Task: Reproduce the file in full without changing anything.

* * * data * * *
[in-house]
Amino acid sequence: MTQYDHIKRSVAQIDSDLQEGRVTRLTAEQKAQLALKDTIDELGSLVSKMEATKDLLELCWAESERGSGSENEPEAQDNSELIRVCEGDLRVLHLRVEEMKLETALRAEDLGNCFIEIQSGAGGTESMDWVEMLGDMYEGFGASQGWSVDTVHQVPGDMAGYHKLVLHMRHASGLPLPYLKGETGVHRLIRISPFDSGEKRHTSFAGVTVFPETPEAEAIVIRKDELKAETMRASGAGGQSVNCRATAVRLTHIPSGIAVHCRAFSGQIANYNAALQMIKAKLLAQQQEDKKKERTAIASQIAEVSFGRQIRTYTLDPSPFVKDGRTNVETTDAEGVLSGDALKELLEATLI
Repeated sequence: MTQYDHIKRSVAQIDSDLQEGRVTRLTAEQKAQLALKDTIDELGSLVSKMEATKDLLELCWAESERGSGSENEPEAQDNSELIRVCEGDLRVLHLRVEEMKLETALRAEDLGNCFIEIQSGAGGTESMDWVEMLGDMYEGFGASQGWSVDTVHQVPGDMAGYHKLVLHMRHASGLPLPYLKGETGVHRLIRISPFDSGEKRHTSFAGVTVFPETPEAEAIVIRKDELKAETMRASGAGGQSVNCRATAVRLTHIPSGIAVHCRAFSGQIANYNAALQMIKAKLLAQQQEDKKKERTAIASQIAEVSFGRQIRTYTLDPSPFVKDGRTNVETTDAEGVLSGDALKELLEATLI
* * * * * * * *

[in-house]
Amino acid sequence: MTQYDHIKRSVAQIDSDLQEGRVTRLTAEQKAQLALKDTIDELGSLVSKMEATKDLLELCWAESERGSGSENEPEAQDNSELIRVCEGDLRVLHLRVEEMKLETALRAEDLGNCFIEIQSGAGGTESMDWVEMLGDMYEGFGASQGWSVDTVHQVPGDMAGYHKLVLHMRHASGLPLPYLKGETGVHRLIRISPFDSGEKRHTSFAGVTVFPETPEAEAIVIRKDELKAETMRASGAGGQSVNCRATAVRLTHIPSGIAVHCRAFSGQIANYNAALQMIKAKLLAQQQEDKKKERTAIASQIAEVSFGRQIRTYTLDPSPFVKDGRTNVETTDAEGVLSGDALKELLEATLI
Repeated sequence: MTQYDHIKRSVAQIDSDLQEGRVTRLTAEQKAQLALKDTIDELGSLVSKMEATKDLLELCWAESERGSGSENEPEAQDNSELIRVCEGDLRVLHLRVEEMKLETALRAEDLGNCFIEIQSGAGGTESMDWVEMLGDMYEGFGASQGWSVDTVHQVPGDMAGYHKLVLHMRHASGLPLPYLKGETGVHRLIRISPFDSGEKRHTSFAGVTVFPETPEAEAIVIRKDELKAETMRASGAGGQSVNCRATAVRLTHIPSGIAVHCRAFSGQIANYNAALQMIKAKLLAQQQEDKKKERTAIASQIAEVSFGRQIRTYTLDPSPFVKDGRTNVETTDAEGVLSGDALKELLEATLI